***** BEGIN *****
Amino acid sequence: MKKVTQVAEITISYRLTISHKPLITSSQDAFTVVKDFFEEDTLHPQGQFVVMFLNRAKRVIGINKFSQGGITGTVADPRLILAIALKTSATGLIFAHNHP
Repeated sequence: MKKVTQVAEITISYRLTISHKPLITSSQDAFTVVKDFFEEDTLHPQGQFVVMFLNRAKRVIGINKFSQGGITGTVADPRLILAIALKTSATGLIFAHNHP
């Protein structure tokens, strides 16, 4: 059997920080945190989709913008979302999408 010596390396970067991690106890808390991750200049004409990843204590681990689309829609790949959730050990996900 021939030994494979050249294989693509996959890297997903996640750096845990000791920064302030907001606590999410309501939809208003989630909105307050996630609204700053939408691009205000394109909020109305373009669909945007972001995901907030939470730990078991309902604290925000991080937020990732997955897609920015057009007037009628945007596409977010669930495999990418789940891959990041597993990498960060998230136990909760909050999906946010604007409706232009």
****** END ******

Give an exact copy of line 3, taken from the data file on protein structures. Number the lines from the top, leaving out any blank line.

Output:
């Protein structure tokens, strides 16, 4: 059997920080945190989709913008979302999408 010596390396970067991690106890808390991750200049004409990843204590681990689309829609790949959730050990996900 021939030994494979050249294989693509996959890297997903996640750096845990000791920064302030907001606590999410309501939809208003989630909105307050996630609204700053939408691009205000394109909020109305373009669909945007972001995901907030939470730990078991309902604290925000991080937020990732997955897609920015057009007037009628945007596409977010669930495999990418789940891959990041597993990498960060998230136990909760909050999906946010604007409706232009």